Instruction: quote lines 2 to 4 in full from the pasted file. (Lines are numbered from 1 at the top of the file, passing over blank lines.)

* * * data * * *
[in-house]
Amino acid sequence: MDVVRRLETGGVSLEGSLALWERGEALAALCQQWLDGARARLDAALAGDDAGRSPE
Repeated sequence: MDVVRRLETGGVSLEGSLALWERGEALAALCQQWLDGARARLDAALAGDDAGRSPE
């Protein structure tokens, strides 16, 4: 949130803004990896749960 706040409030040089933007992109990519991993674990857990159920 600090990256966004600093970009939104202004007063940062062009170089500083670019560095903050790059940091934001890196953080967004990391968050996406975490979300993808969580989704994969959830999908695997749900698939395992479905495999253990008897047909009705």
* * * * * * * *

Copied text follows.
Amino acid sequence: MDVVRRLETGGVSLEGSLALWERGEALAALCQQWLDGARARLDAALAGDDAGRSPE
Repeated sequence: MDVVRRLETGGVSLEGSLALWERGEALAALCQQWLDGARARLDAALAGDDAGRSPE
């Protein structure tokens, strides 16, 4: 949130803004990896749960 706040409030040089933007992109990519991993674990857990159920 600090990256966004600093970009939104202004007063940062062009170089500083670019560095903050790059940091934001890196953080967004990391968050996406975490979300993808969580989704994969959830999908695997749900698939395992479905495999253990008897047909009705």